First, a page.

The Odd and Even scheme easing Delhi's traffic woes (Photo: Bismillah Geelani)

The Odd and Even scheme easing Delhi's traffic woes (Photo: Bismillah Geelani)

In India’s capital New Delhi an ambitious car rationing scheme is currently underway to bring down the record-breaking air pollution levels.

The initiative has taken more than a third of the city’s private cars off the road, easing traffic congestion significantly.

The government intends to repeat the scheme for two weeks every month, but as Bismillah Geelani reports, many feel the scheme is just a drop in the ocean given Delhi’s chronic levels of pollution.

Forty five year old Joginder Singh is one of the hundreds of volunteers standing on Delhi roads with a mission to make the city’s air breathable.

He holds a bunch of roses in his hand, offering them to people not complying with the ongoing car rationing program.

“This is a polite way of asking people not to violate the traffic rules and we can see it is working.”

Apart from the volunteers, thousands of policemen are also on the ground across the city to ensure the initiative is a success.

Those who don’t heed to flowers are made to pay a fine of almost $30.

Mukesh Kumar learned his lesson this way. He has a hybrid car, he tells me, and thought it might not apply to the scheme.

The car rationing program is known as “odd and even”. Vehicles with odd number plates are allowed to ply on odd days of the month, while those with even numbers run on even days.

Two wheelers, women driving their vehicles, some judges, and several political leaders have been exempted from the scheme.

The program was introduced on a 2-week trial basis in January this year with a purpose to bring down the alarmingly high air pollution levels.

But there are conflicting reports about whether it actually was effective.

Anomita Roy, from the New Delhi-based Centre for Science and Environment says it came in handy, at least in preventing further a deteriorating situation.

“This scheme has helped us to shave off the peak. We have looked at the day and it shows that the peaking of pollution that happened around that time when the weather was very hostile was lower than that had happened during the months of November and December when the weather was much better. It’s not that we have solved the problem because we are at the super severe level, even if you get a little bit of reduction or you avoid further worsening of it that just shows how challenging pollution control in this city is.”

However, the visible impact of the car rationing that everyone acknowledges is less vehicular congestion on Delhi roads.

According to the Central Road Research Institute 35 percent more road space was available to commuters, and average travel time reduced significantly.

And this, says Delhi’s Chief Minister Arvind Kejrival, is the reason the scheme has been brought back for another two weeks on public demand.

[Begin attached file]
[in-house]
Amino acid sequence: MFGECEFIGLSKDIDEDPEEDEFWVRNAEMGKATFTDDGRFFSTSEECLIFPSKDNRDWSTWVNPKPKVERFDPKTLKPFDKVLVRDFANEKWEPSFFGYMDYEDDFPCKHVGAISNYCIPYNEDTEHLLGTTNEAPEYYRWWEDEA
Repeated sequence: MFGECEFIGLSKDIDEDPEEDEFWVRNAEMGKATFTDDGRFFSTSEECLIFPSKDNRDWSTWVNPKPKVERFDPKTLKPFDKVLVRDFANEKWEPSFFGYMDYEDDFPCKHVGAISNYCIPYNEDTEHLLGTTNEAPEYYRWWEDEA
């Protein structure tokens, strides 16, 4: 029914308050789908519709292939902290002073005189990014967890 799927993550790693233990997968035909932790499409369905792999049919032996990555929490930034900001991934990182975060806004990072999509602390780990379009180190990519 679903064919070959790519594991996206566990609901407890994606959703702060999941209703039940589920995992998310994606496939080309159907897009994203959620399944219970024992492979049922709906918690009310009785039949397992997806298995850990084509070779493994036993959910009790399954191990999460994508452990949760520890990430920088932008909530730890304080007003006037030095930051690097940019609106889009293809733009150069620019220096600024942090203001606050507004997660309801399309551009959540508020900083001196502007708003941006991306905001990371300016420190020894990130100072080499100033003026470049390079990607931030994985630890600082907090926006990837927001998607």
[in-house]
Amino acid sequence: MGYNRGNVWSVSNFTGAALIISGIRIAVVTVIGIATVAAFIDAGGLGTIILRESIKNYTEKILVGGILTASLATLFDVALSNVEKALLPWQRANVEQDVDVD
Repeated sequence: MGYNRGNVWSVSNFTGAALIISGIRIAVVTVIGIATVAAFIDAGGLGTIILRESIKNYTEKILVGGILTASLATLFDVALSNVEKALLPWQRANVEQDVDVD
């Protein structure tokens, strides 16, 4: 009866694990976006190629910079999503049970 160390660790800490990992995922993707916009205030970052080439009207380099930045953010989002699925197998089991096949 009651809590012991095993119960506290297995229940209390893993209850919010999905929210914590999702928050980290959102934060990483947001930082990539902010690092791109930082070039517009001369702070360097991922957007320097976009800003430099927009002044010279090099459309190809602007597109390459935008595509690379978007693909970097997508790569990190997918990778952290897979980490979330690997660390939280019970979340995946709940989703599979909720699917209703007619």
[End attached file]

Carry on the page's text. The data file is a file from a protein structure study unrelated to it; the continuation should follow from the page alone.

“It was not the fear of the fine that made people follow the scheme, they followed it because they understood its importance and the most important benefit they noticed was that it left Delhi roads almost empty. Earlier the distance that used to take two hours was now covered in just one hour. That’s why people want it back some even permanently, and are willing to bear the inconvenience that it causes.”

In the first stage, the move had overwhelming public and political support.

But this time there are many critics.

Many argue the exclusion of two-wheelers, that double the numbers of cars and cause much more pollution, defeats the very purpose.

Others say the government needs to strengthen the public transport system first.

Journalist and blogger Shivam says the government is hoodwinking the people.

“The aim and objective of this scheme was to reduce pollution but that hasn’t gone down. Forget the data, we all have noses, have we felt actually the pollution has gone down, I felt may be there’s something wrong with my nose and I asked a cross section of people, the pollution has not gone down, but we have been fed so much propaganda that pollution is going down and very smartly the main achievement of this scheme has been shifted from pollution to road congestion which was never the objective.”

But Anomita Roy of the Centre for Science and Environment insists that even just easing the congestion is a significant contribution towards pollution control.

“In congestion when vehicles remain stuck and idle the pollution from the same vehicle is going to double. At the same time the exposure from the public health perspective to what we breathe when we are on the road and close to the roadside is actually several times higher than what you see on the ambient level.”

But whatever the argument for or against the odd and even scheme, there’s almost agreement that it is an emergency response and not a solution in itself.


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